Life in this society being, at best, an utter bore and no aspect of society being at all relevant to women, there remains to civic-minded, responsible, thrill-seeking females only to overthrow the government, eliminate the money system, institute complete automation and destroy the male sex.

With these words, Valerie Solanas begins the SCUM Manifesto. The mythos of Solanas for me preceded knowing her life story or reading SCUM Manifesto. The mythos of Solanas, of a woman advocating killing men as a rational and reasonable response to living in this patriarchal society infused my consciousness before I could put a name to it. The idea of a “Society for Cutting Up Men” seemed simple and elegant: a space that could contain anger—reasonable and justified anger, an action for women conscious of the wounds of the patriarchy. SCUM was a beacon, a possibility, a joke, a vision, a debauchery, a corruption.

SCUM was imaginative and righteous. As a young woman, I appreciated SCUM and the idea of a good girl gone bad. Isn’t that who Solanas was? A presumably good girl who gave up on being good to write a truth? A deeply ironic, eviscerating truth? This is how I imagined Solanas even after reading SCUM Manifesto and later her play, Up Your Ass.

Breanne Fahs’s new biography, Valerie Solanas, tells the life story of Solanas, filling in details with extraordinary skill and aplomb. Fahs renders a robust portrayal of both Solanas and the 1960s and 70s, decades that greeted Solanas’s manifesto with interest and import.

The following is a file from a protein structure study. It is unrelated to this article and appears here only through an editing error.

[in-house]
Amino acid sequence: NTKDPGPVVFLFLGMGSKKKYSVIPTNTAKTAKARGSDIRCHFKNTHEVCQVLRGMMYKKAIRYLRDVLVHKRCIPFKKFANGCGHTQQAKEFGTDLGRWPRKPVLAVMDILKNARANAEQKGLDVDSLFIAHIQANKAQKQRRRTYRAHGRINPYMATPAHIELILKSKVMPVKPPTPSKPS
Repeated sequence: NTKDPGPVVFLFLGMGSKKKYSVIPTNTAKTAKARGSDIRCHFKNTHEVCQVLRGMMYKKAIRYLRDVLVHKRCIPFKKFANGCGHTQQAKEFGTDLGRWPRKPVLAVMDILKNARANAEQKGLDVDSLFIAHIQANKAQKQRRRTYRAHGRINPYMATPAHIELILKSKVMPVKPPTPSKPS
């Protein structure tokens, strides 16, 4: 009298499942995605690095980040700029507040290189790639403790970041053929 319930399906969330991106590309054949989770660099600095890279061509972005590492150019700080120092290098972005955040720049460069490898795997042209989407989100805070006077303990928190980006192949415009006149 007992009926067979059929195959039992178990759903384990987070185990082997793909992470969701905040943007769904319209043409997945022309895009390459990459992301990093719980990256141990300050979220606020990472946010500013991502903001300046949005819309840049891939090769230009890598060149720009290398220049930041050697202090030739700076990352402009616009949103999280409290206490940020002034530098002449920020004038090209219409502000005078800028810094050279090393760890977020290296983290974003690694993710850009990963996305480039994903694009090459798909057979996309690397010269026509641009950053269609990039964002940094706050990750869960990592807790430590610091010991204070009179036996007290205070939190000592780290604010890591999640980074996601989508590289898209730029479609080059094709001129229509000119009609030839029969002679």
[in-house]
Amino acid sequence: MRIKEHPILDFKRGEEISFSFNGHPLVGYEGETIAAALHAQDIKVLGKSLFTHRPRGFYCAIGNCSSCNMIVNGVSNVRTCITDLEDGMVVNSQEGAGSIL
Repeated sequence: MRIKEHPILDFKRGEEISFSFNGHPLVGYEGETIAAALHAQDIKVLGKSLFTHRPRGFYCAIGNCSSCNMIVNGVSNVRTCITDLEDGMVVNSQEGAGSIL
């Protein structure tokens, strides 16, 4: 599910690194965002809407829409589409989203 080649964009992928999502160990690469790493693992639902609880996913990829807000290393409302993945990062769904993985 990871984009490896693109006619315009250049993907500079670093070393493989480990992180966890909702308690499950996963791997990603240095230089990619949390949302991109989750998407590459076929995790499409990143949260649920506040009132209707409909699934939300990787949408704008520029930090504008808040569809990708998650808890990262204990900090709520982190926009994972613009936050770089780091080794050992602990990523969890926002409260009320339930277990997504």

Solanas was born in New Jersey in 1936, the middle of the Great Depression. She died in 1988 in San Francisco, poor and living at the Bristol Hotel on the edge of the Tenderloin district. In spite of the notoriety she achieved for shooting Andy Warhol and for her published writing, Solanas lived a life generally relegated by society to the margins: poor, female, queer, crazy.

Solanas’s marginality makes finding documents to tell her story with vivid, compelling details challenging, even difficult; given this difficulty, some biographer might revert to to spectacle. Fahs resists the impulse of speculation, the desire to turn Solanas into a comedic or tragic tableau. Rather, Fahs reconstructs Solanas’s life with extraordinary care and attention. Using extensive archival research and interviews, conducted by Fahs and filmmaker Mary Harron (who directed I Shot Andy Warhol), Fahs organizes Solanas’s life story into five chapters: Sounding Off, Shooting, Provocation, Madness, and Forgetting.